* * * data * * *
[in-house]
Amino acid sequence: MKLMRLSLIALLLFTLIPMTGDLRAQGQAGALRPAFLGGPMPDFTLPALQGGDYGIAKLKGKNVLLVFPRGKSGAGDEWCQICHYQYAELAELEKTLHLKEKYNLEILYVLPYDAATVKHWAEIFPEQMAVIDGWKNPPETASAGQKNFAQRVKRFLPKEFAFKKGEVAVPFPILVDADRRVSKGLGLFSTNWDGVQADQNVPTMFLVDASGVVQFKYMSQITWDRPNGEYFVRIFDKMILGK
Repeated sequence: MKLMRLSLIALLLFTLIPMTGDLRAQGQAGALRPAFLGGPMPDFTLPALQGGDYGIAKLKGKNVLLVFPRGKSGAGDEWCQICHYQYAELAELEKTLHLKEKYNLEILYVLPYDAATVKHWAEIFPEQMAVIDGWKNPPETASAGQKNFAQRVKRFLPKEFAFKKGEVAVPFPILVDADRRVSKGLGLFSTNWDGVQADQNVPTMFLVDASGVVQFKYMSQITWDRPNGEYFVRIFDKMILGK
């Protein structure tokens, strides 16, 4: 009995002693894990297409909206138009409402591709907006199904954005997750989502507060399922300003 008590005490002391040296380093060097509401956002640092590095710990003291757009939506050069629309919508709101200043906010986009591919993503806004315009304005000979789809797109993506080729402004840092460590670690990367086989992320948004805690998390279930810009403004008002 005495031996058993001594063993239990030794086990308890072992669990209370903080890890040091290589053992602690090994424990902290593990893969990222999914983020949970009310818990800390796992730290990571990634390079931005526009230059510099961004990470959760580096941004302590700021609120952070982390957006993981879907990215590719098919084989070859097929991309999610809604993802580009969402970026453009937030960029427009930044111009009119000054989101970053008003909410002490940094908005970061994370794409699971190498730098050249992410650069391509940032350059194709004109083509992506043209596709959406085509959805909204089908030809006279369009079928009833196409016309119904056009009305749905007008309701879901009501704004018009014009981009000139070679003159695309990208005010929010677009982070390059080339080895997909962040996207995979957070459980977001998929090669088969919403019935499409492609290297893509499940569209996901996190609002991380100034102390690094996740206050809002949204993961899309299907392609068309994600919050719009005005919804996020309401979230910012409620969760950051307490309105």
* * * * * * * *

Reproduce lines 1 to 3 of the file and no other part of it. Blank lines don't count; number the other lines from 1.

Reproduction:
[in-house]
Amino acid sequence: MKLMRLSLIALLLFTLIPMTGDLRAQGQAGALRPAFLGGPMPDFTLPALQGGDYGIAKLKGKNVLLVFPRGKSGAGDEWCQICHYQYAELAELEKTLHLKEKYNLEILYVLPYDAATVKHWAEIFPEQMAVIDGWKNPPETASAGQKNFAQRVKRFLPKEFAFKKGEVAVPFPILVDADRRVSKGLGLFSTNWDGVQADQNVPTMFLVDASGVVQFKYMSQITWDRPNGEYFVRIFDKMILGK
Repeated sequence: MKLMRLSLIALLLFTLIPMTGDLRAQGQAGALRPAFLGGPMPDFTLPALQGGDYGIAKLKGKNVLLVFPRGKSGAGDEWCQICHYQYAELAELEKTLHLKEKYNLEILYVLPYDAATVKHWAEIFPEQMAVIDGWKNPPETASAGQKNFAQRVKRFLPKEFAFKKGEVAVPFPILVDADRRVSKGLGLFSTNWDGVQADQNVPTMFLVDASGVVQFKYMSQITWDRPNGEYFVRIFDKMILGK